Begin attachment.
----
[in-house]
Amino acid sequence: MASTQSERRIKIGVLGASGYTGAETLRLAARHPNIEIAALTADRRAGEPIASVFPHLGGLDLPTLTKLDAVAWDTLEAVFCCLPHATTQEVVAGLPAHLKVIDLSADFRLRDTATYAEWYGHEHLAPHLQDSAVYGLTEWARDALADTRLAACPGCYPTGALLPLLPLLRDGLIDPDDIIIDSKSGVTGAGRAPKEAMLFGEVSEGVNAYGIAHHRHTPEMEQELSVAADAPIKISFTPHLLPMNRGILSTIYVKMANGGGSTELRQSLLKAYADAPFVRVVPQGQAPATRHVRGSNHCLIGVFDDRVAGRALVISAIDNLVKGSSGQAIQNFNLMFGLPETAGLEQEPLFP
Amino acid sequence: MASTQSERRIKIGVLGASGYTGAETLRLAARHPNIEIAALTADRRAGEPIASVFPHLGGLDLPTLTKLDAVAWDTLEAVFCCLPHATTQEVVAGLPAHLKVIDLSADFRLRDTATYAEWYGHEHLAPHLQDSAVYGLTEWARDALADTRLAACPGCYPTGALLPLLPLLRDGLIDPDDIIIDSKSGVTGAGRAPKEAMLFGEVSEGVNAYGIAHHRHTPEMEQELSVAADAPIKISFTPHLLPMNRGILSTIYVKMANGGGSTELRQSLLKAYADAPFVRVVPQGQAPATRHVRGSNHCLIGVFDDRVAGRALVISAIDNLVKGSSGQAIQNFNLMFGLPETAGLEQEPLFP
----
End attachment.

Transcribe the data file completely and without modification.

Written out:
[in-house]
Amino acid sequence: MASTQSERRIKIGVLGASGYTGAETLRLAARHPNIEIAALTADRRAGEPIASVFPHLGGLDLPTLTKLDAVAWDTLEAVFCCLPHATTQEVVAGLPAHLKVIDLSADFRLRDTATYAEWYGHEHLAPHLQDSAVYGLTEWARDALADTRLAACPGCYPTGALLPLLPLLRDGLIDPDDIIIDSKSGVTGAGRAPKEAMLFGEVSEGVNAYGIAHHRHTPEMEQELSVAADAPIKISFTPHLLPMNRGILSTIYVKMANGGGSTELRQSLLKAYADAPFVRVVPQGQAPATRHVRGSNHCLIGVFDDRVAGRALVISAIDNLVKGSSGQAIQNFNLMFGLPETAGLEQEPLFP
Amino acid sequence: MASTQSERRIKIGVLGASGYTGAETLRLAARHPNIEIAALTADRRAGEPIASVFPHLGGLDLPTLTKLDAVAWDTLEAVFCCLPHATTQEVVAGLPAHLKVIDLSADFRLRDTATYAEWYGHEHLAPHLQDSAVYGLTEWARDALADTRLAACPGCYPTGALLPLLPLLRDGLIDPDDIIIDSKSGVTGAGRAPKEAMLFGEVSEGVNAYGIAHHRHTPEMEQELSVAADAPIKISFTPHLLPMNRGILSTIYVKMANGGGSTELRQSLLKAYADAPFVRVVPQGQAPATRHVRGSNHCLIGVFDDRVAGRALVISAIDNLVKGSSGQAIQNFNLMFGLPETAGLEQEPLFP